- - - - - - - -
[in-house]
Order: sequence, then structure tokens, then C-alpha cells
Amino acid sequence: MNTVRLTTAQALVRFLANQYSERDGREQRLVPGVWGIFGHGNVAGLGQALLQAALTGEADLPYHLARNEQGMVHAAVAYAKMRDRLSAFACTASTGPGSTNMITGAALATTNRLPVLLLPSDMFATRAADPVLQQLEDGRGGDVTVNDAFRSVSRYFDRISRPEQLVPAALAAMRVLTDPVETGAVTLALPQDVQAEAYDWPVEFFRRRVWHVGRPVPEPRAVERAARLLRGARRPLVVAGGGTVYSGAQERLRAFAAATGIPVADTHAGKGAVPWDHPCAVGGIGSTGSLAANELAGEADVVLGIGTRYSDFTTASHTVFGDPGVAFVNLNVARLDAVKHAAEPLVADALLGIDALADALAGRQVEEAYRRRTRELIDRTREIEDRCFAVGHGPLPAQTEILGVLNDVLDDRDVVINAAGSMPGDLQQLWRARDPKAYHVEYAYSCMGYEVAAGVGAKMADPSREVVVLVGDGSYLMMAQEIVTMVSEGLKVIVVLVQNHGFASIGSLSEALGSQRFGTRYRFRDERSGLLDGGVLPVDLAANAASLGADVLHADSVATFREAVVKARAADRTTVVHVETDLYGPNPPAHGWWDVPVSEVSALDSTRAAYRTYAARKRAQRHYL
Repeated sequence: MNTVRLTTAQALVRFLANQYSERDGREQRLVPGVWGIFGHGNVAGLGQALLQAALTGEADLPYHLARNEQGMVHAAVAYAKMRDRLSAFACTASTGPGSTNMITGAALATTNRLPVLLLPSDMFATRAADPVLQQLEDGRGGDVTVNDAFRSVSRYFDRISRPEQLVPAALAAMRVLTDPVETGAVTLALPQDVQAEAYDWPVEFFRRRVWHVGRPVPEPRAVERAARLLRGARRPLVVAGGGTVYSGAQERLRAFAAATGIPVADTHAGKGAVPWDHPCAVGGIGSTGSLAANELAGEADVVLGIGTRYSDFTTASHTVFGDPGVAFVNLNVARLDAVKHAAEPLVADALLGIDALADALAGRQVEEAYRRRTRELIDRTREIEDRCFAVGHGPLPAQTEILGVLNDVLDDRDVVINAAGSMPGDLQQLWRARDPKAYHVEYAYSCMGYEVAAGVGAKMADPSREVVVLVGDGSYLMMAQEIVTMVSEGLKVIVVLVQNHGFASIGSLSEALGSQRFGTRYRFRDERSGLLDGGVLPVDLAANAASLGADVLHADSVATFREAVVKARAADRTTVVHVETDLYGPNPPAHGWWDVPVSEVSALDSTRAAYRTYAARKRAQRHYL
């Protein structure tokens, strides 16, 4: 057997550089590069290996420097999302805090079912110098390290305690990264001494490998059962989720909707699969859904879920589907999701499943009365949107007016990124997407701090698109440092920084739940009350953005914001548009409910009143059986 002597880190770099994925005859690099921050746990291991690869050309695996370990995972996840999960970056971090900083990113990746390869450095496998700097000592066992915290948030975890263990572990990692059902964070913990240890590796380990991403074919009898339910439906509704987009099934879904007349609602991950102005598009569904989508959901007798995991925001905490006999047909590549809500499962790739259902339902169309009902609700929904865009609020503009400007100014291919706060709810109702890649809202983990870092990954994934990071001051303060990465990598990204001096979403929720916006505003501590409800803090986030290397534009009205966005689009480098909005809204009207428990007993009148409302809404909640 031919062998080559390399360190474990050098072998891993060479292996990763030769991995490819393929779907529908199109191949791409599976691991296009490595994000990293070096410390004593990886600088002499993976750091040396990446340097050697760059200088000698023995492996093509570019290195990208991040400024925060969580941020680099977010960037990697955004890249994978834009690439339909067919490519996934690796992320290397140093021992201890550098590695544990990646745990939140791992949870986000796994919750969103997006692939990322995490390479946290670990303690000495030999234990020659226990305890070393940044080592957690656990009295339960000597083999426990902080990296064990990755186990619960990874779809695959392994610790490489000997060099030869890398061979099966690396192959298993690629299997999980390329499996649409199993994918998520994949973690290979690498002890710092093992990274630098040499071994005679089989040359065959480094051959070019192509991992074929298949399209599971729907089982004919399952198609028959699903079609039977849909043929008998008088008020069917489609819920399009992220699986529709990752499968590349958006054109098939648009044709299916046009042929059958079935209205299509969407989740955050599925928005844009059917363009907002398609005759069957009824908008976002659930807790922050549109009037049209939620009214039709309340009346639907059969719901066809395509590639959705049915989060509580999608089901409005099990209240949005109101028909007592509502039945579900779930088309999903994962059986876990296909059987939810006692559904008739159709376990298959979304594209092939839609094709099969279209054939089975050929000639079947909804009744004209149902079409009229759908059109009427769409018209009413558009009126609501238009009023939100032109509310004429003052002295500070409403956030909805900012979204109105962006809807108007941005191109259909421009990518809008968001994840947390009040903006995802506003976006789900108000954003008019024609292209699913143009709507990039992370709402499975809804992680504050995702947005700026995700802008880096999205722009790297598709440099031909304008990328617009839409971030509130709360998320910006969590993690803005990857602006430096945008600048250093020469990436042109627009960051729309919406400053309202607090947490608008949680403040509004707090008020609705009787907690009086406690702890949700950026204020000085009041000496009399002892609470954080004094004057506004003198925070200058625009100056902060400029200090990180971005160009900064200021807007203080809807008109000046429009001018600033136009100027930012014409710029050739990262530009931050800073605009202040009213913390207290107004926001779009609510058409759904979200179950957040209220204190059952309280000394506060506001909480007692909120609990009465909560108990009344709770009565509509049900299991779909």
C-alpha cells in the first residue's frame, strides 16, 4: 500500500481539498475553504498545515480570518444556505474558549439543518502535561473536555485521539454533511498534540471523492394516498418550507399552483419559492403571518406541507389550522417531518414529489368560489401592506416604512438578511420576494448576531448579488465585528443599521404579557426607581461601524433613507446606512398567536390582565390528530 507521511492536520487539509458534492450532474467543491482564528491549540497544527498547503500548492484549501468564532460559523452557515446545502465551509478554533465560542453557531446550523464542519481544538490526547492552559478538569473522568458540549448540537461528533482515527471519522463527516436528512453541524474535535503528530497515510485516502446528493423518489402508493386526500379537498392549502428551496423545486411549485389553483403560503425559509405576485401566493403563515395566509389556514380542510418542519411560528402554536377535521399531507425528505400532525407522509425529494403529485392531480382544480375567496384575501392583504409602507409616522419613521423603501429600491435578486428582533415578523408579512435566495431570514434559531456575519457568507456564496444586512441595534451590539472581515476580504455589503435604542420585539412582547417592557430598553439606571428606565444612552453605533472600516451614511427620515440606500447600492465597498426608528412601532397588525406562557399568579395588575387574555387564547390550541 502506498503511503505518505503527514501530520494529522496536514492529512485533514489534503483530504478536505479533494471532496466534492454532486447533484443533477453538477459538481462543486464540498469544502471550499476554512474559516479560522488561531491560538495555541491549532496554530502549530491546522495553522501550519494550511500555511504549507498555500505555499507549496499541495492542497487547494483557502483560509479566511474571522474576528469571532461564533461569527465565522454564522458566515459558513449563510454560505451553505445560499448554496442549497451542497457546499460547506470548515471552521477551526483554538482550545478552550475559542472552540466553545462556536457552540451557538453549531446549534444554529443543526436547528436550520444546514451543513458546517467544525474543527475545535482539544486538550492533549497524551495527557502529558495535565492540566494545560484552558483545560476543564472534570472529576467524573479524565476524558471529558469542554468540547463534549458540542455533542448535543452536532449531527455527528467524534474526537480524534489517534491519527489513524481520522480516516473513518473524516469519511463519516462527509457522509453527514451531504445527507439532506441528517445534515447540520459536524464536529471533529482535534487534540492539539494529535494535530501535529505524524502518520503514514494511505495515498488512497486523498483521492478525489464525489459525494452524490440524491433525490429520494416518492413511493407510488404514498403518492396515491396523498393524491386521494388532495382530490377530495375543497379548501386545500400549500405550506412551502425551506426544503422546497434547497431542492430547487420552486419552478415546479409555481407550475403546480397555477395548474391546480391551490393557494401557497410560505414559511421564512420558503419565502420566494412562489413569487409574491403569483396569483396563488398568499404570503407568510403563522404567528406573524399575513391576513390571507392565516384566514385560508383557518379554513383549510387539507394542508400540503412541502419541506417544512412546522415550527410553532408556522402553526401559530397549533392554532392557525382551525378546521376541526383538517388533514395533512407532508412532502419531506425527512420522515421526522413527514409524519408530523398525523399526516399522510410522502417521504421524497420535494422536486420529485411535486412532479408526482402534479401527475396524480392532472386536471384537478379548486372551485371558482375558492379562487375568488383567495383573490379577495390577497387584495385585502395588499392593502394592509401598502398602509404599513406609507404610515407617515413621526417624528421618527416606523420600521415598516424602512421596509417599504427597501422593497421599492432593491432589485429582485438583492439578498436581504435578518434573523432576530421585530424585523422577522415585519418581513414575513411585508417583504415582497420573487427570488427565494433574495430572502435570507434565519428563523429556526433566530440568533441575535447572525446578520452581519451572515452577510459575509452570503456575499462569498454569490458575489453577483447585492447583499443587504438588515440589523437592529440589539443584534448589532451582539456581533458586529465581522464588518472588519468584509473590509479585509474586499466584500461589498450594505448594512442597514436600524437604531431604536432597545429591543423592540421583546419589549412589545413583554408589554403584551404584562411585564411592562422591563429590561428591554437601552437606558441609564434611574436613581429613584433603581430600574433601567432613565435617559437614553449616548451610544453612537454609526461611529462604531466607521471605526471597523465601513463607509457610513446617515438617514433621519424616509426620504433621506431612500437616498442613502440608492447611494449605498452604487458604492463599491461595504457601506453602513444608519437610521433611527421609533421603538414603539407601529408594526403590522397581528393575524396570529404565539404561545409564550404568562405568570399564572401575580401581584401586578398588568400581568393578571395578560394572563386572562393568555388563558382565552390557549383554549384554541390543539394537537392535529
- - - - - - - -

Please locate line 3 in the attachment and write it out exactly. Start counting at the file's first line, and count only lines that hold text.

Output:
Amino acid sequence: MNTVRLTTAQALVRFLANQYSERDGREQRLVPGVWGIFGHGNVAGLGQALLQAALTGEADLPYHLARNEQGMVHAAVAYAKMRDRLSAFACTASTGPGSTNMITGAALATTNRLPVLLLPSDMFATRAADPVLQQLEDGRGGDVTVNDAFRSVSRYFDRISRPEQLVPAALAAMRVLTDPVETGAVTLALPQDVQAEAYDWPVEFFRRRVWHVGRPVPEPRAVERAARLLRGARRPLVVAGGGTVYSGAQERLRAFAAATGIPVADTHAGKGAVPWDHPCAVGGIGSTGSLAANELAGEADVVLGIGTRYSDFTTASHTVFGDPGVAFVNLNVARLDAVKHAAEPLVADALLGIDALADALAGRQVEEAYRRRTRELIDRTREIEDRCFAVGHGPLPAQTEILGVLNDVLDDRDVVINAAGSMPGDLQQLWRARDPKAYHVEYAYSCMGYEVAAGVGAKMADPSREVVVLVGDGSYLMMAQEIVTMVSEGLKVIVVLVQNHGFASIGSLSEALGSQRFGTRYRFRDERSGLLDGGVLPVDLAANAASLGADVLHADSVATFREAVVKARAADRTTVVHVETDLYGPNPPAHGWWDVPVSEVSALDSTRAAYRTYAARKRAQRHYL